BY Mayte Figueroa-Camilo
In the 2018 midterm elections, the Democratic Party took control of the House of Representatives while the Republican Party won majority in the Senate.
“We are going to have a divided government now for the remaining two years of the Trump presidency,” said Dr. Gary L. Rose, professor and chair in the Department of Government.
The Democrats needed a net gain of 23 seats to break the Republicans’ eight-year hold on the House and place a check on the President, reported the Associated Press.
“There’s going to be more investigations,” said Rose. “Inevitably more people will be required to testify – probably under subpoena.”
The Guardian reported that the Democrats led Republicans by more than 12 million votes in Senate races, but failed to win majority due to the electoral process.
According to the election results, the Republicans flipped three Senate seats in North Dakota, Indiana, and Missouri in addition to their two-seat majority in the chamber.
“Trump still has the Senate though,” said Rose. “The Senate still has the authority to confirm the Supreme Court nominees, so he will probably get another Supreme Court seat too.”
Nancy Pelosi, House Minority Leader, will succeed Paul Ryan as House speaker now that the Democrats dominate the House.
Rose is certain that this speaker shift will bring forth changes in the chamber.
“A lot of the Trump agenda, if you will, is going to probably come to a grinding halt now,” said Rose.
Rose reported that with the House being controlled by the Democrats and with the Senate under Republican rule, congressional gridlock is inevitable.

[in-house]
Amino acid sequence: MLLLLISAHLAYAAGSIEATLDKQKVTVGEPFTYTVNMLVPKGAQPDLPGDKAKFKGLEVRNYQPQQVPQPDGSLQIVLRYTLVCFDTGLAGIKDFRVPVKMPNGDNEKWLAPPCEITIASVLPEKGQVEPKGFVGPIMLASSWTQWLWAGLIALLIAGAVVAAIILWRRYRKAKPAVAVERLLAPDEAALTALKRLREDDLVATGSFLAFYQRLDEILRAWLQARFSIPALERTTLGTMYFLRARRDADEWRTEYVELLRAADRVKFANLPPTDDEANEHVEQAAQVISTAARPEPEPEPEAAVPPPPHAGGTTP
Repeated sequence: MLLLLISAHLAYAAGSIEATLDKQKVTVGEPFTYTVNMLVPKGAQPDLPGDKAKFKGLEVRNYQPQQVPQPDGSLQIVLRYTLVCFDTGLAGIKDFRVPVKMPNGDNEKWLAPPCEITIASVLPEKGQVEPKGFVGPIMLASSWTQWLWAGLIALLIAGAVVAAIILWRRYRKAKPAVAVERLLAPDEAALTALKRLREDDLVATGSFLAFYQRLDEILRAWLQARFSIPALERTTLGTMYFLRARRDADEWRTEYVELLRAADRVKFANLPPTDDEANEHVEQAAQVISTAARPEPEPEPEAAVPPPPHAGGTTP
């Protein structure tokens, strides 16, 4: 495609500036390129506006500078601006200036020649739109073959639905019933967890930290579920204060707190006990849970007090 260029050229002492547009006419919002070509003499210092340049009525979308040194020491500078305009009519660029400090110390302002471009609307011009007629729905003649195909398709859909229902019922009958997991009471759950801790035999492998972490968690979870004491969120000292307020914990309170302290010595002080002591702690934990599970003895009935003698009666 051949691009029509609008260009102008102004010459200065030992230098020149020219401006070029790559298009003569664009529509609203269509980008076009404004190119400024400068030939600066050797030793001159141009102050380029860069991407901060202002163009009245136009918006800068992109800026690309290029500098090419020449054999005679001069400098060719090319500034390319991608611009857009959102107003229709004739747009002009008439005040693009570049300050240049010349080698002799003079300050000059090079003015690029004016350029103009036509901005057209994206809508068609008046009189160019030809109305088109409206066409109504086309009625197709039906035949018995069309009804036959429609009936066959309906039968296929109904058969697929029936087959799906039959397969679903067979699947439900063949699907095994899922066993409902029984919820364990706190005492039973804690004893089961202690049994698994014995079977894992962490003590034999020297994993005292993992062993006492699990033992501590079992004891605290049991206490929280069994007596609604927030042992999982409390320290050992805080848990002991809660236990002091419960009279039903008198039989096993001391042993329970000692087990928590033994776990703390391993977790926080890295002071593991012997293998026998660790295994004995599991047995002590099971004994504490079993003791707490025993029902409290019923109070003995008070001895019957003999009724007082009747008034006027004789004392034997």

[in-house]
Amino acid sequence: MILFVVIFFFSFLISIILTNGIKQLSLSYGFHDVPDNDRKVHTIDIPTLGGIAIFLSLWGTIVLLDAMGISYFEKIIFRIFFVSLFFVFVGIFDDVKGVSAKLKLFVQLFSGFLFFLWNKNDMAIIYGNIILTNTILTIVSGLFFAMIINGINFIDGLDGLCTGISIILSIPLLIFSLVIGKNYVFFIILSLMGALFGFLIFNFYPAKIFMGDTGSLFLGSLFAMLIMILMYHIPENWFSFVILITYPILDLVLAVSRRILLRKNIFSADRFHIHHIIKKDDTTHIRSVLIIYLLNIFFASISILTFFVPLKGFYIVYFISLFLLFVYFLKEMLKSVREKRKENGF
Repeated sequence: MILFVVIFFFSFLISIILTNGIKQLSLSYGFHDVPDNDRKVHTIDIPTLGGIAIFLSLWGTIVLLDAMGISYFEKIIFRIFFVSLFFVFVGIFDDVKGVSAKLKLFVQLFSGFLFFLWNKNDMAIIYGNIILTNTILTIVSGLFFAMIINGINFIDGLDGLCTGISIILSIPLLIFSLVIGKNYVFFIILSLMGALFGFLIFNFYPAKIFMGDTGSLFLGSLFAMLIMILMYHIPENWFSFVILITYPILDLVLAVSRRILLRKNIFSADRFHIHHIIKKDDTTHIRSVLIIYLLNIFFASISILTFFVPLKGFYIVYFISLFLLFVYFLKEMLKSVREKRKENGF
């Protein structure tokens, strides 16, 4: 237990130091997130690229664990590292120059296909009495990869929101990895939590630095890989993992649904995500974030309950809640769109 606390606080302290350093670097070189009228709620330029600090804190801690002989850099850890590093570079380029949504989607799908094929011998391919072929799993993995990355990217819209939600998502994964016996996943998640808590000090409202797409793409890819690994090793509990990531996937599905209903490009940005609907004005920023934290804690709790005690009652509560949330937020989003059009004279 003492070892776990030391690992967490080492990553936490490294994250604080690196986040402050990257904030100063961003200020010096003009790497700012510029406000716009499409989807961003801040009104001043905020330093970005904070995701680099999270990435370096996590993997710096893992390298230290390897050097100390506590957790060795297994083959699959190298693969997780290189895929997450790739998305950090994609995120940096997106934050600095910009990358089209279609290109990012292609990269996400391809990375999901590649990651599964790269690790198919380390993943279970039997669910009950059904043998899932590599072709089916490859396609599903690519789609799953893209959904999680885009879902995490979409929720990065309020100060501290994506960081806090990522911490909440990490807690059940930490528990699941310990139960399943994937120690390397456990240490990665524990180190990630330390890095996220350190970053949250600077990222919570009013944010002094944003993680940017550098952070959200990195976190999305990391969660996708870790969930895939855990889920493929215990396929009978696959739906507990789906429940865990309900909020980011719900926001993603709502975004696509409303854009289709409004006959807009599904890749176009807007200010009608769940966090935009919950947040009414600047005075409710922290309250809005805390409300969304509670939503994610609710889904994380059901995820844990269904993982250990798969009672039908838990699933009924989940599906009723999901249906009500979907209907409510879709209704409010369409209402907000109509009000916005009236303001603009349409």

“You have a Republican president who is not going to support anything the Democrats want in the House,” said Rose. “I think we are going to be in a stalemate period for two more years.”
Democratic politician Maxine Moore Waters was reelected to serve as House representative for California’s 43rd district for two more years.
“Maxine Waters is going to be the head of the Financial Services Committee. She’s the one who will be serving these subpoenas for financial records,” said sophomore Matthew Wyskiel.
According to Wyskiel, President Donald Trump will have to compromise if he wants Congress to pass any bills in his agenda.
Nearly 40 percent of voters cast their ballots to express opposition to the president, while one in four voted in support for Trump, according to the Associated Press.
“If the millennial generation really showed up at the polls, think of the power and the influence they’d have on public policy,” said Rose.
CBS reported that the 2018 midterm elections were the first in history to exceed over 100 million votes with 49 percent of eligible voters participating in the election.
Connecticut’s incumbent Democratic senator, Christopher S. Murphy, was reelected for six more years with 58.9 percent of the public’s vote over Matthew Corey’s 40 percent, according to the results shown by The New York Times.
“Chris Murphy’s gun policies, while unpopular for Republicans, are very popular for Democrats,” said Wyskiel. “He has been the lead charge since Sandy Hook, trying to get a handle on the problem.”
In Connecticut’s close gubernatorial race between Ned Lamont and Bob Stefanowski, Lamont won with 49.1 percent to Stefanowski’s 46.5 percent, according to the Associated Press.
For Wyskiel, Lamont’s desire to increase highway tolls will only drive more people out of Connecticut, hurting the state’s economy rather than improving it.
“Connecticut is basically going broke,” said Wyskiel. “The root issue is whether people are going to stay in Connecticut or whether they’re going to go find a job elsewhere.”